One Size Doesn’t Fit All – Updated Guidance from CFPB on Third-party Service Providers

Not every third-party vendor requires the same level of scrutiny, the Consumer Financial Protection Bureau made clear in its October 31 guidance update on risk management for third-party service providers. Supervised banks and non-banks have the “flexibility” to perform an inherent risk assessment on the third-party vendors to “allow appropriate risk management” of these relationships, the agency said.

“Some entities may have interpreted the bureau’s 2012 bulletin to mean they had to use the same due diligence requirements for all service providers no matter the risk for consumer harm,” the bureau said in an issue of its Supervisory Highlights publication (October 31, 2016). “As a result, some small service providers have reported that entities have imposed the same due diligence requirements on them as for the largest service providers.”

Instead, the new guidance indicates that the CFPB “expects that the depth and formality of the entity’s risk management program for service providers may vary depending upon the service being performed—its size, scope, complexity, importance and potential for consumer harm—and the performance of the service provider in carrying out its activities in compliance with federal consumer financial laws and regulations.”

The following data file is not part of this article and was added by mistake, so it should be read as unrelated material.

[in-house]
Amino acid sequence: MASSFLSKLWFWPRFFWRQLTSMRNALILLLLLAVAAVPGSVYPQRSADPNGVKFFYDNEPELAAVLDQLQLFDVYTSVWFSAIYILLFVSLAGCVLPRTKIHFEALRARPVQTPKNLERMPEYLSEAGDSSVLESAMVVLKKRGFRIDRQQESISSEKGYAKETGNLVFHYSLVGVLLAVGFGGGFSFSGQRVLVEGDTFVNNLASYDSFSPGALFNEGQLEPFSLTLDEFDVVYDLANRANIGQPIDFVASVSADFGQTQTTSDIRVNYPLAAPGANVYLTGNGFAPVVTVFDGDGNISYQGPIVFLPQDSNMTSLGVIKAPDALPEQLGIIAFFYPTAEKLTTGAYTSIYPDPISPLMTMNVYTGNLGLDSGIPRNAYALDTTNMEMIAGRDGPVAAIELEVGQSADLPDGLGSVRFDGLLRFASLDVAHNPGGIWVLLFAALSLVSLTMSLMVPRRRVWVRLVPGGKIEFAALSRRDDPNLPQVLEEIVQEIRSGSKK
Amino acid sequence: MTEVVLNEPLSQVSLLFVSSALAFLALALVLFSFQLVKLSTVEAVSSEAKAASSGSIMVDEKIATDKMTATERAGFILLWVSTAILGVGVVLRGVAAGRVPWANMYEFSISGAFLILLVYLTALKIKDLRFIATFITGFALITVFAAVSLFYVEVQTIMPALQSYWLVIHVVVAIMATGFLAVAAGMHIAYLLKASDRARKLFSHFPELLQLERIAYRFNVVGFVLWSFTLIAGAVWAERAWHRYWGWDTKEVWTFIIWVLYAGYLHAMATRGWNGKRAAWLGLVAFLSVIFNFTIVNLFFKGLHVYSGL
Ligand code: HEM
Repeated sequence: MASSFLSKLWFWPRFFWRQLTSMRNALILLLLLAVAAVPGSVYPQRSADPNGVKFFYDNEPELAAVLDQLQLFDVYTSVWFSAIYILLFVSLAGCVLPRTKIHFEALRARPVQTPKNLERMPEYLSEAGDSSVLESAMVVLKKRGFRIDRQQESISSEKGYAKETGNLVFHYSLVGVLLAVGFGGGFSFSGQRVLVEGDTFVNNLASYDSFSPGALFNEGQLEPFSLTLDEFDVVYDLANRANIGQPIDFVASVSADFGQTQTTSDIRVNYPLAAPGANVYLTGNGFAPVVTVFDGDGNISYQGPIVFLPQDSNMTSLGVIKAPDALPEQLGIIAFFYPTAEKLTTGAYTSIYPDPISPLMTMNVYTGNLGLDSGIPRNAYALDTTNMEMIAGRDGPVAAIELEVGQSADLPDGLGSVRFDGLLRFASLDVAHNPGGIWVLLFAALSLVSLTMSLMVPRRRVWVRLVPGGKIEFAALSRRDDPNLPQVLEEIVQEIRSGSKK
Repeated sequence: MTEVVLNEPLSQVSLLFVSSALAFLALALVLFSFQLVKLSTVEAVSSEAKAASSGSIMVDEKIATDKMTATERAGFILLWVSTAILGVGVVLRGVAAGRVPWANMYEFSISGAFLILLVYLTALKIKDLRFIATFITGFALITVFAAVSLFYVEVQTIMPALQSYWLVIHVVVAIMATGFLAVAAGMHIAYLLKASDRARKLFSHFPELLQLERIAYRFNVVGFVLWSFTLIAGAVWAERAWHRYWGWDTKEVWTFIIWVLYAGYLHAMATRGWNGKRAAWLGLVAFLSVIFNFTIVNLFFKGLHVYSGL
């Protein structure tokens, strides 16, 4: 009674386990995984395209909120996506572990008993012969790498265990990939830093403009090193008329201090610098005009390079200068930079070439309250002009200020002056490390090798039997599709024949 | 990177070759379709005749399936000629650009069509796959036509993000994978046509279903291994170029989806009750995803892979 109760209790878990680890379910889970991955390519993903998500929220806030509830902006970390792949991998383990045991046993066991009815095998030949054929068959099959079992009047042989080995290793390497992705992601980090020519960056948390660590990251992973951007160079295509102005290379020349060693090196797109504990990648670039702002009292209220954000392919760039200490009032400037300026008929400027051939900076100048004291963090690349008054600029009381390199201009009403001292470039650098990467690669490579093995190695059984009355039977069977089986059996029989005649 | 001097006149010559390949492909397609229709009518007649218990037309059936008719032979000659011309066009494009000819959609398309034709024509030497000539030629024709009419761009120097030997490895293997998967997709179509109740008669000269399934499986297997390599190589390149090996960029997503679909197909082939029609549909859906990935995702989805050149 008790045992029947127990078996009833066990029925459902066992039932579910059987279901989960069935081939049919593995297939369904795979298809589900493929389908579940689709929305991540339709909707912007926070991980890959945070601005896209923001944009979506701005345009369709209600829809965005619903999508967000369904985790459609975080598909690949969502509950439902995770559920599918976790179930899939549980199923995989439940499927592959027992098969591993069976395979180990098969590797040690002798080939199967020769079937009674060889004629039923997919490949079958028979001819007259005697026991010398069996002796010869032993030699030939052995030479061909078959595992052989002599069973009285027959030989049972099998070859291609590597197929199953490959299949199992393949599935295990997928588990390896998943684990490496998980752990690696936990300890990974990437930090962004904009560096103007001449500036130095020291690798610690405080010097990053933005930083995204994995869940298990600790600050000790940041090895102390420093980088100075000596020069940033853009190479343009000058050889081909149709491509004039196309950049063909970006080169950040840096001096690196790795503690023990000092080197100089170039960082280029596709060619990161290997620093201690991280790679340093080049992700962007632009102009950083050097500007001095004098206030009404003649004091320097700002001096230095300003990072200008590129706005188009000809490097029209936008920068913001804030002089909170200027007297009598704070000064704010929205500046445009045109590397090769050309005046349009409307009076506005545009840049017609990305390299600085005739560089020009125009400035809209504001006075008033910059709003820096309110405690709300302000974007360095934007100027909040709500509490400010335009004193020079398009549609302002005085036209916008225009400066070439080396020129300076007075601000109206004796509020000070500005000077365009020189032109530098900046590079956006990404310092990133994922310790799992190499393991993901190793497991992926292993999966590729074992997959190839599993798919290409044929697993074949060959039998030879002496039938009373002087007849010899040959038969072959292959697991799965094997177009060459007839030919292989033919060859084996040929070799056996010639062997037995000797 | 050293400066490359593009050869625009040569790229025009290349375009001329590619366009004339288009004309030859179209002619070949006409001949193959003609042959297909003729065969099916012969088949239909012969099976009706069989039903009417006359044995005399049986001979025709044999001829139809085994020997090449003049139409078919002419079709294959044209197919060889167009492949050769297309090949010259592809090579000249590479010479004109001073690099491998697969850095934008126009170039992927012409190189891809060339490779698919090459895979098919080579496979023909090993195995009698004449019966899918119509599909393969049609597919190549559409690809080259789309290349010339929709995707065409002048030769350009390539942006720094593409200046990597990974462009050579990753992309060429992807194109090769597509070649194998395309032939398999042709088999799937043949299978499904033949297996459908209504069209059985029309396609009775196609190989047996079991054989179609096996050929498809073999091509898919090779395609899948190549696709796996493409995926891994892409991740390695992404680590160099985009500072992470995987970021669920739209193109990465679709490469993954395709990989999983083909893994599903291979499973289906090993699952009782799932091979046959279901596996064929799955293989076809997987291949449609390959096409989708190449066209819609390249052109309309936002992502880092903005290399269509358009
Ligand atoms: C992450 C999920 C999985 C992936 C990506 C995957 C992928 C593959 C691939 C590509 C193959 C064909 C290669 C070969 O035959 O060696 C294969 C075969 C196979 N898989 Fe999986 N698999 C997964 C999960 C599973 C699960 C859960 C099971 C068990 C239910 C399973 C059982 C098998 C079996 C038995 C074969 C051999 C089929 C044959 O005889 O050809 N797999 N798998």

The CFPB continues to expect that supervised banks and non-banks properly oversee their respective service providers to ensure compliance with federal consumer financial law and to prevent consumer harm.

A service provider is defined as “any person that provides a material service to a covered person in connection with the offering or provision by such covered person of a consumer financial product or service.” (Section 1002-26 of the Dodd-Frank Act (12 U.S.C. 5481(14))).  A supervised bank or non-bank entering into a relationship with a service provider isn’t absolved from liability for the service provider’s services. The supervised bank or non-bank may be liable for its service provider’s unfair, deceptive or abusive acts or practices towards consumers. The CFPB says that supervised banks and non-banks should take the following steps with service providers:

  • Conduct due diligence to ensure the service provider has the requisite knowledge and capacity to comply with federal consumer financial law;
  • Review the service provider’s policies, procedures, internal controls and training materials to ensure they provide for appropriate operations and oversight;
  • Draft contractual provisions with the service provider that provide “clear expectations about compliance, as well as appropriate and enforceable consequences for violating any compliance-related responsibilities, including engaging in unfair, deceptive, or abusive acts or practices”;
  • Establish internal controls and monitoring procedures for surveillance of the service provider to ensure service provider is abiding by Federal consumer financial law; and
  • “Promptly” react to identified problems, including terminating the relationship when necessary.

If you have any questions about the additional guidance from the CFPB, please let us know at